The European Union and India

The European Union and India

Rhetoric or Meaningful Partnership?

Pascaline Winand, Marika Vicziany and Poonam Datar

This multi-disciplinary book provides a comprehensive analysis of the EU–India relationship from 1950 to the present day, as a way of assessing whether a meaningful and sustainable relationship is emerging and whether it will play a role in the future of international diplomacy and business.

Chapter 9: EU–India security issues: fundamental incompatibilities

Marika Vicziany

Subjects: asian studies, asian politics and policy, politics and public policy, european politics and policy, international relations

Extract

In 2004 the European Commission noted that the European Union’s (EU) relations with India had shifted from trade to ‘wider political issues’ and that this ‘should be reinforced’ (EC 2004). The joint press statement of the fifth India–EU summit of 8 November then announced that this realignment of objectives was driven by the fact that both India and the EU ‘are seen as forces for global stability’ (Council of the European Union 2004). Today this last statement strikes us as ironic, given the turmoil that has in recent years emerged within the EU itself despite the fact that the EU as a whole remains a solvent entity as far as its financial and economic relationship with the external world is concerned (Desai 2012). In this chapter we examine the expectations that were raised by the 2004 EU–India Strategic Partnership Communication from the European Commission and how these have been met. In particular, we focus on the question of security using three case studies as a way of analyzing the nature of EU and Indian interests and how these intersect with each other. The three case studies were selected on the basis of their importance to both the EU and India; at the start of our work we had no conceptualization of how EU and Indian interests interacted on these issues so we are reasonably confident that we have not imposed any pre-existing assumptions on our analysis.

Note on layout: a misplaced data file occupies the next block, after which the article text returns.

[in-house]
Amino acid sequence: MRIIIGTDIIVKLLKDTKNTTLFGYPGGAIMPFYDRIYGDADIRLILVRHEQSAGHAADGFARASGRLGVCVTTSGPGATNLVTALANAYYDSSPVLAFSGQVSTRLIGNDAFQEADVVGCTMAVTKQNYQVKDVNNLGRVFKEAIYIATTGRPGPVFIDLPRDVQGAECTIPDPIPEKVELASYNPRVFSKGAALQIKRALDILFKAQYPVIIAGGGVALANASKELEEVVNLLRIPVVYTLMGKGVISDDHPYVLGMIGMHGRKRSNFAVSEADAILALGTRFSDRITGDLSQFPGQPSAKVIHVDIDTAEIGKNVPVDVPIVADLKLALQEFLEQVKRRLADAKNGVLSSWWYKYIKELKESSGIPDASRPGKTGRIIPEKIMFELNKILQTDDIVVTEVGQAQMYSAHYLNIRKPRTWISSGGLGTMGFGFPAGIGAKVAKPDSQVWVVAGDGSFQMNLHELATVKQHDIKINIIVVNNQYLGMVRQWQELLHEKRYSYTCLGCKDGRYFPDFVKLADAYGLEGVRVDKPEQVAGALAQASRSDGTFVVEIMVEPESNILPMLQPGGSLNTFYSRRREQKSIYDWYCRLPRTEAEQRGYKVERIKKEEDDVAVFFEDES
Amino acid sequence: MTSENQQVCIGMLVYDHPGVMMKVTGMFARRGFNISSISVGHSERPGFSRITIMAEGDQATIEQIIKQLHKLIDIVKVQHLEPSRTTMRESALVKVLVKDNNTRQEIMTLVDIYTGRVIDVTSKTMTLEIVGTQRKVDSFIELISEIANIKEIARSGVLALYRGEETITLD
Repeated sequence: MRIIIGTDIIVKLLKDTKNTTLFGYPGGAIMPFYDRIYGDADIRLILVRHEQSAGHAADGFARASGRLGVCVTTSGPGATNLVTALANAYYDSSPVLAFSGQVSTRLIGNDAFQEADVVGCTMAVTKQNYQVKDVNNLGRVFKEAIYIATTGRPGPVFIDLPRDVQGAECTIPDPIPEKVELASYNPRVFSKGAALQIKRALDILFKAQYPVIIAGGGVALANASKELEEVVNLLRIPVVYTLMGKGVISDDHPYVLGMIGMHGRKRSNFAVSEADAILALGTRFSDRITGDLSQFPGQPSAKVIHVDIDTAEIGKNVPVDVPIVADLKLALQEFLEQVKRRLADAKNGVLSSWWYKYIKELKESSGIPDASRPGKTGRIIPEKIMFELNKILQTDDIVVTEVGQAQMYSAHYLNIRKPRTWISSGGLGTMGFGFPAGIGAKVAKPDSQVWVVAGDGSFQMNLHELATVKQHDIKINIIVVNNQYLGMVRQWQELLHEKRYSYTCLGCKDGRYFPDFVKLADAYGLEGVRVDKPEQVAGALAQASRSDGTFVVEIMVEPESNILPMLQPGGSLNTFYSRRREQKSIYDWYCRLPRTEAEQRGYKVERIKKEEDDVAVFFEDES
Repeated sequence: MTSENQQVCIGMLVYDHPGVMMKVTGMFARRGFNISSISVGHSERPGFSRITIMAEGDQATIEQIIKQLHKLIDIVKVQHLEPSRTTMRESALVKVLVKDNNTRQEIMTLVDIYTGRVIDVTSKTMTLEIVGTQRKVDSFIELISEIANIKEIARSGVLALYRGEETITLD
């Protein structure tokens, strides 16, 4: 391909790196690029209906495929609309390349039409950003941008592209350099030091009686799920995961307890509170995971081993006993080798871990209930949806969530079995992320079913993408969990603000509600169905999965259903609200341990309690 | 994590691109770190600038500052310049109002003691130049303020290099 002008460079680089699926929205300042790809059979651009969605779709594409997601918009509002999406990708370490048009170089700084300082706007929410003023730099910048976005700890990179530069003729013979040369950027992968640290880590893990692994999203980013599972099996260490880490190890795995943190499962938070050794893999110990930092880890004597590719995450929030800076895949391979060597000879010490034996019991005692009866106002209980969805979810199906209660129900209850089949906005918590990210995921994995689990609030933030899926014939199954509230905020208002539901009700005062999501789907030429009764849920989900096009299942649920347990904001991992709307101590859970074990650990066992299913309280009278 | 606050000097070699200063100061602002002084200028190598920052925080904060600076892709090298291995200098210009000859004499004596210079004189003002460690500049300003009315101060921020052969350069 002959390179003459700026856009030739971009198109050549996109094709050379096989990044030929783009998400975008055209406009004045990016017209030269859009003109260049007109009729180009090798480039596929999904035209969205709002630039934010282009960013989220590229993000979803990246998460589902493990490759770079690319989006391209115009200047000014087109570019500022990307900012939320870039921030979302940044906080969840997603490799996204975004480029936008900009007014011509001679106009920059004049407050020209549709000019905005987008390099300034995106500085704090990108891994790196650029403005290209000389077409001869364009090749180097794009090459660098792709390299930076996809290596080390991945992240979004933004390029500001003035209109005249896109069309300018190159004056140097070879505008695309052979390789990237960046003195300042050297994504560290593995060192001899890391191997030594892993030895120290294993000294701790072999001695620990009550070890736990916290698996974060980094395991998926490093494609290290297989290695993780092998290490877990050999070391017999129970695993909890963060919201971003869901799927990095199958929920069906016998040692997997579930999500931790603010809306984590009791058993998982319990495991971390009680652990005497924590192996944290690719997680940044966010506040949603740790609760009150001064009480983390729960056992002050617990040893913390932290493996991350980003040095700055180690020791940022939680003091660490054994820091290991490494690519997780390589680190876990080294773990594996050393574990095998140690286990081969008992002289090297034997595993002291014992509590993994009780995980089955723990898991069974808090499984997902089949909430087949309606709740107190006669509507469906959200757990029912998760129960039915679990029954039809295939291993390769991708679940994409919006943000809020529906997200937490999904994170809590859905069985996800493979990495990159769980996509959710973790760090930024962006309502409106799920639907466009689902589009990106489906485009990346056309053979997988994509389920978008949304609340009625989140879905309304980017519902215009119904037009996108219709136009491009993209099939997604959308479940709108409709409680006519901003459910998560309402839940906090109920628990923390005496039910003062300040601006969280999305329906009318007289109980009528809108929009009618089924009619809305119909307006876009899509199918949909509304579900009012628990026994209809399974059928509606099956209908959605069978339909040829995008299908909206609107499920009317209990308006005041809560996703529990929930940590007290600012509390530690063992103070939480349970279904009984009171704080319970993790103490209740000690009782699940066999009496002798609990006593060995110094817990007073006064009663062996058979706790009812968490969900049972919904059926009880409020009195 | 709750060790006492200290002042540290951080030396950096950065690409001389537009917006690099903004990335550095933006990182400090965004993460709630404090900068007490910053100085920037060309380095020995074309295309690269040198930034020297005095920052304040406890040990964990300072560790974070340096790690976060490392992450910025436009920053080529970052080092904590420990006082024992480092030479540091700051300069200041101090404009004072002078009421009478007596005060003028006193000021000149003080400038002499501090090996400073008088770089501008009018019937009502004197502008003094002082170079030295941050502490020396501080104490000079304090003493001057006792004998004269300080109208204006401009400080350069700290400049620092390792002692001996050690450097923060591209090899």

You are not authenticated to view the full text of this chapter or article.

Elgaronline requires a subscription or purchase to access the full text of books or journals. Please login through your library system or with your personal username and password on the homepage.

Non-subscribers can freely search the site, view abstracts/ extracts and download selected front matter and introductory chapters for personal use.

Your library may not have purchased all subject areas. If you are authenticated and think you should have access to this title, please contact your librarian.

Further information